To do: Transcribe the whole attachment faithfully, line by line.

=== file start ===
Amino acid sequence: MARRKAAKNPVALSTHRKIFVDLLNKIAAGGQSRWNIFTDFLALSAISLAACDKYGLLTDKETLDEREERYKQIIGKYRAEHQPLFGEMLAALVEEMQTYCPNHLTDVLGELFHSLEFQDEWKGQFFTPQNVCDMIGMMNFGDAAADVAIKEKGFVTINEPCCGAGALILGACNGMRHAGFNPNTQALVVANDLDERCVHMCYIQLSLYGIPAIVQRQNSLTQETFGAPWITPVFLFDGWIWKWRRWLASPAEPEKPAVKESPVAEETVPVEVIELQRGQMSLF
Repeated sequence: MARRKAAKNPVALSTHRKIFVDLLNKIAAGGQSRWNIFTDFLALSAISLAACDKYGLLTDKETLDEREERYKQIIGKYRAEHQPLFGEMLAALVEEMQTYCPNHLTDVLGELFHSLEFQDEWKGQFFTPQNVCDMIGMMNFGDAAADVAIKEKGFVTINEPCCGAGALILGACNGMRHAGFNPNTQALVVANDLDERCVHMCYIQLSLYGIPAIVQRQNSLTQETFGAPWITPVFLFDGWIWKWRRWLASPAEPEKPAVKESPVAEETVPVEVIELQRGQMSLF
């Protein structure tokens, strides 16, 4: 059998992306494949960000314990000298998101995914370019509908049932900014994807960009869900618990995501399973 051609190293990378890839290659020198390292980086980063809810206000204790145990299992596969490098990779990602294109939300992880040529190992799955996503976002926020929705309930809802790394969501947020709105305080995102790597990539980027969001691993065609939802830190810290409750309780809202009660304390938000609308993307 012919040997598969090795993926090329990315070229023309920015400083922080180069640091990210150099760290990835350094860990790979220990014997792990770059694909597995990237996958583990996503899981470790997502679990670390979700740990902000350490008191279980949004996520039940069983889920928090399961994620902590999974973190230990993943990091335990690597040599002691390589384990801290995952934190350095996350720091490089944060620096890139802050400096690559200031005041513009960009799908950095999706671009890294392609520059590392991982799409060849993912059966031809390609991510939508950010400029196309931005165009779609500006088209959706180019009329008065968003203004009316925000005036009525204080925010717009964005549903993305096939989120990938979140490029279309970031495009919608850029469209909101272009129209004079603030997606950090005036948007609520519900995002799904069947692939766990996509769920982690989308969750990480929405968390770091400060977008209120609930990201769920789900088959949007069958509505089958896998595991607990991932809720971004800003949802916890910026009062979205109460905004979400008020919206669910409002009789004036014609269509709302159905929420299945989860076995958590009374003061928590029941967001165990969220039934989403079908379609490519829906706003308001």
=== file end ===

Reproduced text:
Amino acid sequence: MARRKAAKNPVALSTHRKIFVDLLNKIAAGGQSRWNIFTDFLALSAISLAACDKYGLLTDKETLDEREERYKQIIGKYRAEHQPLFGEMLAALVEEMQTYCPNHLTDVLGELFHSLEFQDEWKGQFFTPQNVCDMIGMMNFGDAAADVAIKEKGFVTINEPCCGAGALILGACNGMRHAGFNPNTQALVVANDLDERCVHMCYIQLSLYGIPAIVQRQNSLTQETFGAPWITPVFLFDGWIWKWRRWLASPAEPEKPAVKESPVAEETVPVEVIELQRGQMSLF
Repeated sequence: MARRKAAKNPVALSTHRKIFVDLLNKIAAGGQSRWNIFTDFLALSAISLAACDKYGLLTDKETLDEREERYKQIIGKYRAEHQPLFGEMLAALVEEMQTYCPNHLTDVLGELFHSLEFQDEWKGQFFTPQNVCDMIGMMNFGDAAADVAIKEKGFVTINEPCCGAGALILGACNGMRHAGFNPNTQALVVANDLDERCVHMCYIQLSLYGIPAIVQRQNSLTQETFGAPWITPVFLFDGWIWKWRRWLASPAEPEKPAVKESPVAEETVPVEVIELQRGQMSLF
């Protein structure tokens, strides 16, 4: 059998992306494949960000314990000298998101995914370019509908049932900014994807960009869900618990995501399973 051609190293990378890839290659020198390292980086980063809810206000204790145990299992596969490098990779990602294109939300992880040529190992799955996503976002926020929705309930809802790394969501947020709105305080995102790597990539980027969001691993065609939802830190810290409750309780809202009660304390938000609308993307 012919040997598969090795993926090329990315070229023309920015400083922080180069640091990210150099760290990835350094860990790979220990014997792990770059694909597995990237996958583990996503899981470790997502679990670390979700740990902000350490008191279980949004996520039940069983889920928090399961994620902590999974973190230990993943990091335990690597040599002691390589384990801290995952934190350095996350720091490089944060620096890139802050400096690559200031005041513009960009799908950095999706671009890294392609520059590392991982799409060849993912059966031809390609991510939508950010400029196309931005165009779609500006088209959706180019009329008065968003203004009316925000005036009525204080925010717009964005549903993305096939989120990938979140490029279309970031495009919608850029469209909101272009129209004079603030997606950090005036948007609520519900995002799904069947692939766990996509769920982690989308969750990480929405968390770091400060977008209120609930990201769920789900088959949007069958509505089958896998595991607990991932809720971004800003949802916890910026009062979205109460905004979400008020919206669910409002009789004036014609269509709302159905929420299945989860076995958590009374003061928590029941967001165990969220039934989403079908379609490519829906706003308001």